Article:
U.S. Oil Lures Fastest Growing Guzzler as Arbitrage Opens UpBy and
Indian Oil buys U.S. Mars Blend crude via tender for October
Crude grade’s flow to Asia seen viable versus Mideast supply
A type of U.S. crude pumped in the Gulf of Mexico is proving to be more attractive in the fastest-growing oil market compared with Middle East staples that are on offer.
Indian Oil Corp., the nation’s largest refiner, has bought Mars Blend crude for arrival in October to the South Asian nation, according to Arun Kumar Sharma, the company’s finance director. That’s the processor’s first purchase of American supply. About 1.6 million barrels of the grade will be loaded with 400,000 barrels of West Canadian Select on a very large crude carrier, he said.
The shipment is set for Asia as arbitrage flows of Mars crude to the world’s biggest oil market become viable versus Middle East oil, supplies of which have been reduced by OPEC’s output curbs aimed at easing a glut. The cuts have turned regional benchmark Dubai crude costlier relative to other markers such as Brent and U.S. West Texas Intermediate, luring rival supplies to India as well as other big consumer nations.
“Middle Eastern suppliers are waking up to the growing dominance of U.S. crude in the Asian market,” said Abhishek Kumar, senior energy analyst at Interfax Energy’s Global Gas Analytics in London. “Heavy grades of U.S. crude have become more price competitive compared with those from the Middle East, thanks to OPEC’s oil-output cut, which provided the U.S. an opportunity to boost its own oil production.”
Mars crude traded at about 70-90 cents a barrel below WTI on a free-on-board (FOB) shipping basis late last week, according to a Bloomberg survey of four traders. That’s equivalent to a 10 cent discount to 10 cent premium over Dubai crude on a cost and freight (CFR) basis to Japan on a VLCC, according to Bloomberg calculations.
The discount of Dubai crude to Brent, the benchmark for more than half the world’s oil, has slumped to about 80 cents a barrel, compared with more than $3.50 a barrel in early July last year, according to data compiled from PVM Oil Associates.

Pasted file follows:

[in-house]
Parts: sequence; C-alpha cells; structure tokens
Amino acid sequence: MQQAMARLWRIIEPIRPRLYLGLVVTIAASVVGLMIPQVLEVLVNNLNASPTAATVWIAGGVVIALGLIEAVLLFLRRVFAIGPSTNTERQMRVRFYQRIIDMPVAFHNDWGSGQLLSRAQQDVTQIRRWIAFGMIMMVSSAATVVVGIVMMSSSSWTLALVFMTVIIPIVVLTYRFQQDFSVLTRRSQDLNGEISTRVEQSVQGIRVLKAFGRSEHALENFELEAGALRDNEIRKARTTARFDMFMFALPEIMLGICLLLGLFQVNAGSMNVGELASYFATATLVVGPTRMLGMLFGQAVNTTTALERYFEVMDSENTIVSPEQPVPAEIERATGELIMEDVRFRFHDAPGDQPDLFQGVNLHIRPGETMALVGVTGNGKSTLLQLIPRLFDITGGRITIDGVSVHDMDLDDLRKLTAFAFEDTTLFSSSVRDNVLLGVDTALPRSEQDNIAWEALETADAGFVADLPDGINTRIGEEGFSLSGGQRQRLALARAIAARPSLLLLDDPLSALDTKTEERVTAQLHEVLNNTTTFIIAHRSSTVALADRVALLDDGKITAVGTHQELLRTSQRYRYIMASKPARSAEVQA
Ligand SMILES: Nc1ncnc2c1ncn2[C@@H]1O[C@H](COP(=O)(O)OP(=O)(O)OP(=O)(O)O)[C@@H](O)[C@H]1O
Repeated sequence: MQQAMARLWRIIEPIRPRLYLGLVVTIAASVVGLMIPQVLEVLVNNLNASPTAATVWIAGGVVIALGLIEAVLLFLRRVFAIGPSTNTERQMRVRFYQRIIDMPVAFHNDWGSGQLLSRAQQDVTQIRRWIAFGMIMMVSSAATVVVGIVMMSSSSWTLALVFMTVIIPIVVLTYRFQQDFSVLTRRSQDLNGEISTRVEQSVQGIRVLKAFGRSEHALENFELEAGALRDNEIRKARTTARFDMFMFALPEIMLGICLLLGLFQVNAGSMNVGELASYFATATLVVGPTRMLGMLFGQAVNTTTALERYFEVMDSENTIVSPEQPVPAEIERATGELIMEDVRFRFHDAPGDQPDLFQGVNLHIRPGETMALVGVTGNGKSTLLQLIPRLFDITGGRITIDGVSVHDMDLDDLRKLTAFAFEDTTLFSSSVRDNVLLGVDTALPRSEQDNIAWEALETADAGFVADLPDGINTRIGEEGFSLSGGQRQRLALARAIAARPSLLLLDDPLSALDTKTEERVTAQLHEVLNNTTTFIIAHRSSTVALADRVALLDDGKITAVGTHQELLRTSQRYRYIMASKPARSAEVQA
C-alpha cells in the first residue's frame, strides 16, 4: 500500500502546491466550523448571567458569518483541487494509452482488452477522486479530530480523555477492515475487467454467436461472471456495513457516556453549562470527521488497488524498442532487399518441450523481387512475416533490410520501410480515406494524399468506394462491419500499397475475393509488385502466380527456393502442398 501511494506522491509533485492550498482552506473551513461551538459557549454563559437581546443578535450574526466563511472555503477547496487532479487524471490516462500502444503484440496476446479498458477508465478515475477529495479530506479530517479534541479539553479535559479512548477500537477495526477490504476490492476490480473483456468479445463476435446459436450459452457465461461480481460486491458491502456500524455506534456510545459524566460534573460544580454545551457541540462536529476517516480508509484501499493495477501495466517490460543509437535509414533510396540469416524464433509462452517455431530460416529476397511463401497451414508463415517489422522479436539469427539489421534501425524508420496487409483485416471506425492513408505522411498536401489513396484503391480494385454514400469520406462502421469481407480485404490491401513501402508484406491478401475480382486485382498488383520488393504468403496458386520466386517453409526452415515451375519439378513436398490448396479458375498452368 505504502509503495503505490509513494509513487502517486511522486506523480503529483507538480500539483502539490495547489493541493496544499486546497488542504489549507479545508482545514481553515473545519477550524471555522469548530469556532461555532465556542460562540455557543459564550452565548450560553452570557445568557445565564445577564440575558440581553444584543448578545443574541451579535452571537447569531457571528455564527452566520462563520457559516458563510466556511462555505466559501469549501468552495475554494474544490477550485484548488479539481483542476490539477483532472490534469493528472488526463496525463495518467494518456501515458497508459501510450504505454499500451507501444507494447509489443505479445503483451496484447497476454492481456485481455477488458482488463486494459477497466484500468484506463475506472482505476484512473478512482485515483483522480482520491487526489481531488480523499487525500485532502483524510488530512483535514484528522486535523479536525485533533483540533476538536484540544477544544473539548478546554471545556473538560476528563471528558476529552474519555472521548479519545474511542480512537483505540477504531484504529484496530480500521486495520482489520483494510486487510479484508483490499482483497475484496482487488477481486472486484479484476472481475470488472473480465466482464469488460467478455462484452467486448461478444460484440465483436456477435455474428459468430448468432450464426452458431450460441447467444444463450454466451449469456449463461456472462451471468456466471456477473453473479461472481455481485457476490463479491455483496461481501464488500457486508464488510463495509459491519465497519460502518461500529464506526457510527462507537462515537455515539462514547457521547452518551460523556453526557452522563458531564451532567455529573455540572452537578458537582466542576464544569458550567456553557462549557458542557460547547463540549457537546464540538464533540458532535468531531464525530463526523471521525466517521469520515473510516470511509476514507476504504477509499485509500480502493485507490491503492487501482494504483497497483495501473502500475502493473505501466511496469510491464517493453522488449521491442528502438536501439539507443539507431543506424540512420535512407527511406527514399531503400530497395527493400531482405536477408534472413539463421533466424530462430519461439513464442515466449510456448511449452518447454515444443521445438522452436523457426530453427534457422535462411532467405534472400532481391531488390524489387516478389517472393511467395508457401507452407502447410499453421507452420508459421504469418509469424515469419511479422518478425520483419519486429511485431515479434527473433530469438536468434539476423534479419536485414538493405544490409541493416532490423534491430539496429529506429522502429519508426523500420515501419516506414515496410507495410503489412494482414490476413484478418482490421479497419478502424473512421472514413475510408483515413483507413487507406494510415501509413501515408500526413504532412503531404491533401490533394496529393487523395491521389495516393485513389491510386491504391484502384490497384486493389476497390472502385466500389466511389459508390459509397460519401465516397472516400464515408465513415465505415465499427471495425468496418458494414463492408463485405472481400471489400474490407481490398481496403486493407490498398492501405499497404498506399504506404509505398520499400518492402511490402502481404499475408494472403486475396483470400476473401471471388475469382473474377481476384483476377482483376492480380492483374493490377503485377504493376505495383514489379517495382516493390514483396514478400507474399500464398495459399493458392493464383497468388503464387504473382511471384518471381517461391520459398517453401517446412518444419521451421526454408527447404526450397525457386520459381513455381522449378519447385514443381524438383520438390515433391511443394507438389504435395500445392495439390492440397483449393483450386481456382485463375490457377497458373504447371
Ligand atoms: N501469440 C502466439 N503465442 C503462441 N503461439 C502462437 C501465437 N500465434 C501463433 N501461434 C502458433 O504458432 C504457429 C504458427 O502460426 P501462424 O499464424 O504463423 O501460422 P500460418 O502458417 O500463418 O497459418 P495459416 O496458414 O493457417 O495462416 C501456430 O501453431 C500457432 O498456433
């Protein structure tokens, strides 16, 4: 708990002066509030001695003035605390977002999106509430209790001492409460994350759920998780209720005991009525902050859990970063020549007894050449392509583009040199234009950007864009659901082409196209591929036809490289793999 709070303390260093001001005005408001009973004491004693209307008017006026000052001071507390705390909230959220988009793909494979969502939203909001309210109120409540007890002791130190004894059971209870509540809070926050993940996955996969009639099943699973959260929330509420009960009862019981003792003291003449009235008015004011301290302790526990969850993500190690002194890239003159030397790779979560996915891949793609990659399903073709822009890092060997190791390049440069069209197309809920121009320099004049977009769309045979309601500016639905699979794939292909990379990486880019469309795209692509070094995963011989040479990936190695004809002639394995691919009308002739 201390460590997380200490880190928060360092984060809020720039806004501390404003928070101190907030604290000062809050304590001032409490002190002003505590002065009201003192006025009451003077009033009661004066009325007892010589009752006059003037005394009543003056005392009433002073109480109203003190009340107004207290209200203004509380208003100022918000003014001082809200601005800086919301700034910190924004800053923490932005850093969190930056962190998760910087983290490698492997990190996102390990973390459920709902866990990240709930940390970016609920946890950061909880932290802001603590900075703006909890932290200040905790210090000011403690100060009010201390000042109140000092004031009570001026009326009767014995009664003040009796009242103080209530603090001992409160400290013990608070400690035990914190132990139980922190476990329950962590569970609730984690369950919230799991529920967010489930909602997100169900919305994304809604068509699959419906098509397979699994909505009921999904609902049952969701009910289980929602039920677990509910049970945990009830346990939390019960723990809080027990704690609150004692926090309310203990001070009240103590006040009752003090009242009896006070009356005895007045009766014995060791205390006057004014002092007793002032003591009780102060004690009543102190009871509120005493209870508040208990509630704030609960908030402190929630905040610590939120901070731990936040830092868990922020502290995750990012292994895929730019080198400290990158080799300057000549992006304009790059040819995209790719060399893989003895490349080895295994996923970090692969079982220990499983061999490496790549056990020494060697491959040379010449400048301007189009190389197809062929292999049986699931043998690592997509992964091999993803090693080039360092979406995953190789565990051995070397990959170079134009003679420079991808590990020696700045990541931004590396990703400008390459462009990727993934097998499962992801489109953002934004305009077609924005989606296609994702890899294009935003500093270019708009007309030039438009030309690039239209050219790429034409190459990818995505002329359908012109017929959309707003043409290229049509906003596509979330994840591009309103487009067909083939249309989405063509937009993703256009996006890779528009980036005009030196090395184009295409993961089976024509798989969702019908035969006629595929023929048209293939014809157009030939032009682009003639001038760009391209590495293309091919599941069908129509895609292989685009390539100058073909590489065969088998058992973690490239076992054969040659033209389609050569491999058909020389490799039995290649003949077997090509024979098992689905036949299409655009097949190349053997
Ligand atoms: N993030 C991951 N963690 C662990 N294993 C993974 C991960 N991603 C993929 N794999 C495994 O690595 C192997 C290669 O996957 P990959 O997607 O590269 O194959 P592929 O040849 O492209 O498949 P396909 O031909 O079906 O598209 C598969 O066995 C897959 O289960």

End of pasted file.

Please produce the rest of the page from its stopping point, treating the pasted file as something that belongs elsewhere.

“North American crude has become very competitive to Middle East crude because of narrowing Brent-Dubai differentials and low freight charges,’’ Indian Oil’s Sharma said. The company, which bought the crude via a tender, purchased the U.S. oil at a price “very close to Basrah Light,” he said, referring to Iraq’s flagship grade.
U.S. crude prices are competitive relative to OPEC supplies, and the ability of Indian refiners to process different grades is helping the nation take advantage of attractive pricing, Indian Oil Chairman Sanjiv Singh said in an interview in Istanbul.
Another state-run Indian refiner, Bharat Petroleum Corp., is also seeking 1 million barrels of U.S. crude for delivery in September-October to Kochi on the nation’s west coast, according to a tender document obtained by Bloomberg. Grades including Thunder Horse, Southern Green Canyon, Mars Blend, West Texas Sour and Alaskan North Slope are being sought by the processor.
“We are trying to increase our independence from certain crudes,” said R. Ramachandran, the head of refineries at Bharat Petroleum. “Expansion of the Kochi plant gives us the ability to expand our crude basket.”
India has been considering buying American oil ever since the U.S. reversed a decades-old law that restricted exports of unrefined crude, as the South Asian nation attempts to diversify its supply sources. The country, which imports more than 80 percent of its crude requirements, purchases oil from three primary areas: the Middle East, Latin America and Africa.
India’s Oil Minister Dharmendra Pradhan has been haggling with OPEC, which meets about 86 percent of the nation’s oil needs, for a discount by virtue of being a large and loyal customer. “Days of suppliers are gone, consumers are kings now,” Pradhan said at an energy conference in Istanbul.
President Donald Trump last month said during a visit by Indian Prime Minister Narendra Modi that the U.S. expects to export more American energy to India, a $2 trillion economy that the International Energy Agency expects will be the fastest-growing oil consumer through 2040.
“We will look at sourcing more volumes of U.S. crude going ahead,” Sharma said.
— With assistance by Dhwani Pandya, and Wael Mahdi